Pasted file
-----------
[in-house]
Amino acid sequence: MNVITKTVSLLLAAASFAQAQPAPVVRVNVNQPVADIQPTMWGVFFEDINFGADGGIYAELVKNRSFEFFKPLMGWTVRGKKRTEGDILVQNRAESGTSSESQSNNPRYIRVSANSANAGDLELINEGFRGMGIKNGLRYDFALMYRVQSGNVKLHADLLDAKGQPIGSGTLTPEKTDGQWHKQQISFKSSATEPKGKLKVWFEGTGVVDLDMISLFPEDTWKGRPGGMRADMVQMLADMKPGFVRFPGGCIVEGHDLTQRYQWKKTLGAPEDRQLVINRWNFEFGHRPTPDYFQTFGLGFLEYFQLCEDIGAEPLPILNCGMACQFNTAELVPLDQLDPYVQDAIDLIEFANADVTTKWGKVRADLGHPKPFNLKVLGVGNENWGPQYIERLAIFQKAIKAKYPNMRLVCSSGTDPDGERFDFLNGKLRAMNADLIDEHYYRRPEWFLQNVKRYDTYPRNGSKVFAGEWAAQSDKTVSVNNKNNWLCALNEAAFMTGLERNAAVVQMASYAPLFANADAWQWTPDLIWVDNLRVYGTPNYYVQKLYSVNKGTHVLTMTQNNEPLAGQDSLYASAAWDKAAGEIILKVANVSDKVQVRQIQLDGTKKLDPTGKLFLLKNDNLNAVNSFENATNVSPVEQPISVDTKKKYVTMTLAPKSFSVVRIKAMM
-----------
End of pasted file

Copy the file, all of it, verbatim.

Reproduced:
[in-house]
Amino acid sequence: MNVITKTVSLLLAAASFAQAQPAPVVRVNVNQPVADIQPTMWGVFFEDINFGADGGIYAELVKNRSFEFFKPLMGWTVRGKKRTEGDILVQNRAESGTSSESQSNNPRYIRVSANSANAGDLELINEGFRGMGIKNGLRYDFALMYRVQSGNVKLHADLLDAKGQPIGSGTLTPEKTDGQWHKQQISFKSSATEPKGKLKVWFEGTGVVDLDMISLFPEDTWKGRPGGMRADMVQMLADMKPGFVRFPGGCIVEGHDLTQRYQWKKTLGAPEDRQLVINRWNFEFGHRPTPDYFQTFGLGFLEYFQLCEDIGAEPLPILNCGMACQFNTAELVPLDQLDPYVQDAIDLIEFANADVTTKWGKVRADLGHPKPFNLKVLGVGNENWGPQYIERLAIFQKAIKAKYPNMRLVCSSGTDPDGERFDFLNGKLRAMNADLIDEHYYRRPEWFLQNVKRYDTYPRNGSKVFAGEWAAQSDKTVSVNNKNNWLCALNEAAFMTGLERNAAVVQMASYAPLFANADAWQWTPDLIWVDNLRVYGTPNYYVQKLYSVNKGTHVLTMTQNNEPLAGQDSLYASAAWDKAAGEIILKVANVSDKVQVRQIQLDGTKKLDPTGKLFLLKNDNLNAVNSFENATNVSPVEQPISVDTKKKYVTMTLAPKSFSVVRIKAMM